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This is a post that needs to happen only because I see people using these terms in such different ways, I thought I should set down my own perspective on it all.

Sex drive/libido/arousal are the most straightforward of these.  They’re more or less interchangeable to me.  Libido is sex drive which creates arousal which is a thing your body does whether it’s convenient at the time or not.  More a feeling than an emotion, if you will.

Sexual desire is where your own will comes in.  It’s the cognitive part of feeling like acting on arousal and/or attraction and/or a conscious wanting-ness to have sex.

*Sexual attraction — ???

Really, how should I know?

But to elaborate a little more, sexual attraction is the specific experience of being drawn to a particular person in a way that you experience as sexual — a kind of gut feeling that someone is “hot” or “sexy”, or so I’m told.  Sexual attraction is not the same thing (or is not always the same thing) as a willingness to have sex with someone.  Important point here: people do not choose who they are sexually attracted to.  It’s something you experience, like the weather, I guess.  Wanting to act on it?  See up there, sexual desire.

*Sexual attraction is the one that determines whether you’re asexual or not, because asexuality is a sexual orientation, and sexual orientation is about what people you have the potential to be sexually attracted to.  Things like whether you have a libido, whether you like sex, and whether you’ve had sex before play no part in deciding this.

Sexual behavior is the action part.  This is the category for “stuff you do”.  This does not depend on or determine sexual orientation.  We already know that a priest being celibate does not necessarily make that priest asexual.  Choosing to opt out of sexual behavior does not eliminate sexual attraction (and the inverse is just as true: a lifelong lack of sexual attraction does not always go hand in hand with being forever celibate).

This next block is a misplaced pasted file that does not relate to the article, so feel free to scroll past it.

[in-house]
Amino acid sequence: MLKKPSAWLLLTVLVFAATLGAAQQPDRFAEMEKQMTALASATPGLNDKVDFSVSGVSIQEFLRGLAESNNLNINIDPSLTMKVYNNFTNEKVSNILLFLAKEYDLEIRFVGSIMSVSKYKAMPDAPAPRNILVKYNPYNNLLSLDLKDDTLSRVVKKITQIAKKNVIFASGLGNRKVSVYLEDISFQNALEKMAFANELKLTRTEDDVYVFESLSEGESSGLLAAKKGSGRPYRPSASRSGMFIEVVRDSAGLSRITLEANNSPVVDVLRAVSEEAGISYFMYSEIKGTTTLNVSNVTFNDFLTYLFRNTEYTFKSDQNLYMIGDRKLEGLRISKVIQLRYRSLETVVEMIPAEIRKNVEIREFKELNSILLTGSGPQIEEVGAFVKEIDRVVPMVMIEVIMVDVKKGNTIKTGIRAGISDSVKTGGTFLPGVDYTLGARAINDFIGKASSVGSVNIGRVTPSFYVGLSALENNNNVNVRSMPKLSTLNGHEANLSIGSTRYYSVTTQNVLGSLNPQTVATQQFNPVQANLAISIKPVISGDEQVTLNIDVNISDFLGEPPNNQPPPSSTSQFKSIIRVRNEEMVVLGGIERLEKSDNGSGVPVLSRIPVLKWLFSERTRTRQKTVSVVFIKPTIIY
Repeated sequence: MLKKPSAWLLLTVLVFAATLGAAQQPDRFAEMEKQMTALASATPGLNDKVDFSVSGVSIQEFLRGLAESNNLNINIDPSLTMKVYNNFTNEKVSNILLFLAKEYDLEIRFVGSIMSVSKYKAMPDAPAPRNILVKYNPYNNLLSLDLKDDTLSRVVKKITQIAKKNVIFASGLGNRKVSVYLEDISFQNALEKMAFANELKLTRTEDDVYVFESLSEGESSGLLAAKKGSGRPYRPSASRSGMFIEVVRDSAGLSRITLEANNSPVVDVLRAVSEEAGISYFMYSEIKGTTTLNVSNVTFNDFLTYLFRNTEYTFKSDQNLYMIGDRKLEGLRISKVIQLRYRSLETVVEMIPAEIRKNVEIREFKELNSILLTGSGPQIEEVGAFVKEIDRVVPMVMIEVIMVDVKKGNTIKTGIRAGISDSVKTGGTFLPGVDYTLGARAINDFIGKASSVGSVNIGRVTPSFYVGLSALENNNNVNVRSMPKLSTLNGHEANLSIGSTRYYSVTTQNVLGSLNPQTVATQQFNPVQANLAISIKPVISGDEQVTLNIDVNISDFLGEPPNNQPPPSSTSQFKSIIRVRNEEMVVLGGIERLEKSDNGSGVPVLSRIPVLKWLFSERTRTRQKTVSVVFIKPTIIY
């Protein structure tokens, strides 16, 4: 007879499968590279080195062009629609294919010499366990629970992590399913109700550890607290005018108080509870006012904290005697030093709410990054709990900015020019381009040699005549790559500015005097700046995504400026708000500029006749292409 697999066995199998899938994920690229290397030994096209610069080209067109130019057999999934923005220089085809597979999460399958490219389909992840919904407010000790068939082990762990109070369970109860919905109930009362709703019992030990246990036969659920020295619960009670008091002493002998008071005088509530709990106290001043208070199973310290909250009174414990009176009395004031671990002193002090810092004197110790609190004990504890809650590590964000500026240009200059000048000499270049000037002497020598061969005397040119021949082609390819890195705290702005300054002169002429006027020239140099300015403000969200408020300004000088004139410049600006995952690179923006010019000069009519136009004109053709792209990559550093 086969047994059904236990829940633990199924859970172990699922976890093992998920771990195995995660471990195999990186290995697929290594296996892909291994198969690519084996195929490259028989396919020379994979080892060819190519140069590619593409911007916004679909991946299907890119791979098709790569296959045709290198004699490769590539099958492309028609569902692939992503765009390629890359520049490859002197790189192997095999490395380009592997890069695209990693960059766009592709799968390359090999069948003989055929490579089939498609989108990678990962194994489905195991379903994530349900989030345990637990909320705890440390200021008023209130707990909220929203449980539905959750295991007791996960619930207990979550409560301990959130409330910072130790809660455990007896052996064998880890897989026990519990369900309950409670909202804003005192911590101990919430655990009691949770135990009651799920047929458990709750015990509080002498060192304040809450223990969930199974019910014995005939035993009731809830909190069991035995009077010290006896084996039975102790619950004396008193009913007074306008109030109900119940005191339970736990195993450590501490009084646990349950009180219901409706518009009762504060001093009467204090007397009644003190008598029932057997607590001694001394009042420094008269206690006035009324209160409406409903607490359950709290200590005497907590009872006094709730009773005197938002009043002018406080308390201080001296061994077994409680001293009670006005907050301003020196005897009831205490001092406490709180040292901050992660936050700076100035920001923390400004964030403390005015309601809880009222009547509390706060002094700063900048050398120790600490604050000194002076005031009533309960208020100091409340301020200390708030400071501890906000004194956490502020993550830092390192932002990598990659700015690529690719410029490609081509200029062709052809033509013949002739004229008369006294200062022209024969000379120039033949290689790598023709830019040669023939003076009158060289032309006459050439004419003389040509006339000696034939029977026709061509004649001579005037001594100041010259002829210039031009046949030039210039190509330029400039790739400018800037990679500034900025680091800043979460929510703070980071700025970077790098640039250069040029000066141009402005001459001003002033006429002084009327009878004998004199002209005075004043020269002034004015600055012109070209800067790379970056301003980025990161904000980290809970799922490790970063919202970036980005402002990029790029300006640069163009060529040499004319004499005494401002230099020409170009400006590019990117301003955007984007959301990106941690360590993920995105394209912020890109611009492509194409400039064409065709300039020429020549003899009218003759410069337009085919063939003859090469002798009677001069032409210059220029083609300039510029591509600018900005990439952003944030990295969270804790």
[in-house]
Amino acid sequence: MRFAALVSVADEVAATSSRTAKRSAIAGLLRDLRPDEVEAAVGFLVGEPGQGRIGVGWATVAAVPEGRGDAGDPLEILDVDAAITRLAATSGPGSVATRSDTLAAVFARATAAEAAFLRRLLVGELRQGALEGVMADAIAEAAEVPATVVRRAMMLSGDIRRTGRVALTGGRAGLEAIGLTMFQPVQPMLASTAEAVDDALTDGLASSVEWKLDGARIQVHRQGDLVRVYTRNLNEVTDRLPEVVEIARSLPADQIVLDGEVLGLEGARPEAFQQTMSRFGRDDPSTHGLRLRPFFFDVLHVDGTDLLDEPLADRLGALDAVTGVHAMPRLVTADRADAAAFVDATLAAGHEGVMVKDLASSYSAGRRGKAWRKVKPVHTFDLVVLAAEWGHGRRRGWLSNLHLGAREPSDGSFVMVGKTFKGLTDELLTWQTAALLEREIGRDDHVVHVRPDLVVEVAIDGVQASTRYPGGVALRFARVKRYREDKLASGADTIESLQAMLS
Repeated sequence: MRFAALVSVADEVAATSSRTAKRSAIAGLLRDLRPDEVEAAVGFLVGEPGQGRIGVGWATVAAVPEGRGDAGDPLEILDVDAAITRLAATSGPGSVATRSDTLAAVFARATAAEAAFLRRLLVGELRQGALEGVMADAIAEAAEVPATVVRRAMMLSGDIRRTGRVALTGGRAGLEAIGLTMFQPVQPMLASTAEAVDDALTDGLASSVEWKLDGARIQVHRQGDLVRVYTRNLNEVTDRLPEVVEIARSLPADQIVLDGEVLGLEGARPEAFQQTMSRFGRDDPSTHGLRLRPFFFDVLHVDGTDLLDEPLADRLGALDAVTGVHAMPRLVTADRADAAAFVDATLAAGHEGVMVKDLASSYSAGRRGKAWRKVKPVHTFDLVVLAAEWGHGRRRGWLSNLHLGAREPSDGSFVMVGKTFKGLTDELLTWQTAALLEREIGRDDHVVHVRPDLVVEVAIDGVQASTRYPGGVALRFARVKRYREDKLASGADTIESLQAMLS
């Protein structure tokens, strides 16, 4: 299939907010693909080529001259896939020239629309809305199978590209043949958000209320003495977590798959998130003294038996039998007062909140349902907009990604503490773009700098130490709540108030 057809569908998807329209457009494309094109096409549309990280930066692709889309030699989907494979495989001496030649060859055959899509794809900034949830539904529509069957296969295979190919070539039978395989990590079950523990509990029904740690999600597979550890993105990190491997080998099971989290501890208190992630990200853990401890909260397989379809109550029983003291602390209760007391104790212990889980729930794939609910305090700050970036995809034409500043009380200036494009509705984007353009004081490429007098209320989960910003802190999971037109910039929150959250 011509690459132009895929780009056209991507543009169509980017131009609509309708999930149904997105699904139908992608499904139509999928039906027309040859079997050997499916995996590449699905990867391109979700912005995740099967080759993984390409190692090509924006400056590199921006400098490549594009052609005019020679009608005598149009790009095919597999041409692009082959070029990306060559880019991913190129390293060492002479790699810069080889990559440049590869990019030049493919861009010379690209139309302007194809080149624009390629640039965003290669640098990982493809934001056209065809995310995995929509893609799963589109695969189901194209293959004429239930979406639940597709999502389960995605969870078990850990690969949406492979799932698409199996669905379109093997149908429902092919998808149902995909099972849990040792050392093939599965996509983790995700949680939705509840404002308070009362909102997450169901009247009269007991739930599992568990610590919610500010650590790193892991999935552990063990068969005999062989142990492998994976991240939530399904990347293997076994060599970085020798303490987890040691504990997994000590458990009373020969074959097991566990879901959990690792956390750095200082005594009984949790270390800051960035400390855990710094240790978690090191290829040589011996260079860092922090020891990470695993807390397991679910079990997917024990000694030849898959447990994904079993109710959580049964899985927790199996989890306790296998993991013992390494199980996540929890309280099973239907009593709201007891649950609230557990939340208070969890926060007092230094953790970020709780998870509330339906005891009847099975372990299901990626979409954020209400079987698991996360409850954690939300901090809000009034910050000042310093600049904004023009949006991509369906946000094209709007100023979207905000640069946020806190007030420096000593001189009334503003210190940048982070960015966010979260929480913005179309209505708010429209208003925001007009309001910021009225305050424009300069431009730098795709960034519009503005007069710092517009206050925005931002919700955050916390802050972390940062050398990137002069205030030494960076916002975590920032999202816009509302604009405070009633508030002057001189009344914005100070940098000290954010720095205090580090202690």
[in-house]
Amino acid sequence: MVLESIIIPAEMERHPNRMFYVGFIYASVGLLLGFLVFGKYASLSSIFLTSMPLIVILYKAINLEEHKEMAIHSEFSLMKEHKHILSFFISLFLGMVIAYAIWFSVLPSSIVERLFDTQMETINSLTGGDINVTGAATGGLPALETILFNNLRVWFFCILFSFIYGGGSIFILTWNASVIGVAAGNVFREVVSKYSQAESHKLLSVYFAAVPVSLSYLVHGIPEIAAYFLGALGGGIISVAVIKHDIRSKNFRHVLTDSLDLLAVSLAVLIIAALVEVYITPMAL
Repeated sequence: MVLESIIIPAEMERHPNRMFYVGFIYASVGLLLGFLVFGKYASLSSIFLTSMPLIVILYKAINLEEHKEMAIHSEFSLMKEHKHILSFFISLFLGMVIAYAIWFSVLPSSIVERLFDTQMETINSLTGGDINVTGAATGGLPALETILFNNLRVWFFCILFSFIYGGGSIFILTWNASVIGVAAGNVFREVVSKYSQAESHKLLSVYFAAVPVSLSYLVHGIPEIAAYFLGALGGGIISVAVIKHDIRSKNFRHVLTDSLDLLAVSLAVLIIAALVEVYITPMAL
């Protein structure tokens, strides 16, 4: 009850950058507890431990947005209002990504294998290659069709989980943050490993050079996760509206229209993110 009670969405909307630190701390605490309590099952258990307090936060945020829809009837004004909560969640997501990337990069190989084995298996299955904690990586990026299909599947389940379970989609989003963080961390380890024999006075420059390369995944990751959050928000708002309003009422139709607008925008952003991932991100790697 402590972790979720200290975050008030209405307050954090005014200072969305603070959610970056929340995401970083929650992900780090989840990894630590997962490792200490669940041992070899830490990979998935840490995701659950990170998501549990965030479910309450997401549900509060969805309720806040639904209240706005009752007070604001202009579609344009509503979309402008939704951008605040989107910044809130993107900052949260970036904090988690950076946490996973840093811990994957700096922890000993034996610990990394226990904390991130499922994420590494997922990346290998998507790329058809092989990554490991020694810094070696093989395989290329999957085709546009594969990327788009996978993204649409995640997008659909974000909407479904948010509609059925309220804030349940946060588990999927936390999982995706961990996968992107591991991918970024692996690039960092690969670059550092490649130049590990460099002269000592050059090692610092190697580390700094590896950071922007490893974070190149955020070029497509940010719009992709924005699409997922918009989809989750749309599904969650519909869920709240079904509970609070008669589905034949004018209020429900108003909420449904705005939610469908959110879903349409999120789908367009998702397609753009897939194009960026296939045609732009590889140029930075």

There are other forms of attraction, too, which I might talk about next time, but that ought to be enough for now.  Here’s the important part:

These things do not always coincide.  This is pretty obvious.  We, as a culture, have already acknowledged this before — but once people get into an argument about the existence of aces, all of a sudden that all gets thrown out the window.  And this isn’t even touching on the fact that romantic attraction without sexual attraction is a thing that can exist.  Be we already know this.  People have sex without being in love; people can be in love without having sex.  People of all orientations sometimes choose to have sex with people they’re not very sexually attracted to, if at all.  It’s possible to experience arousal even though you weren’t looking at or thinking of anybody who’s hot; that just happens.  It’s even possible to be aroused and sexually attracted to someone nearby but not choose to have sex with them for whatever reason you darn well please because arousal is not desire is not consent.

If you already knew all this, then cool, you get to be happy that you’ve found someone who agrees.  Or, if I’ve gotten something wrong here, set the record straight in the comments.  Or maybe you just have more questions, which is cool too.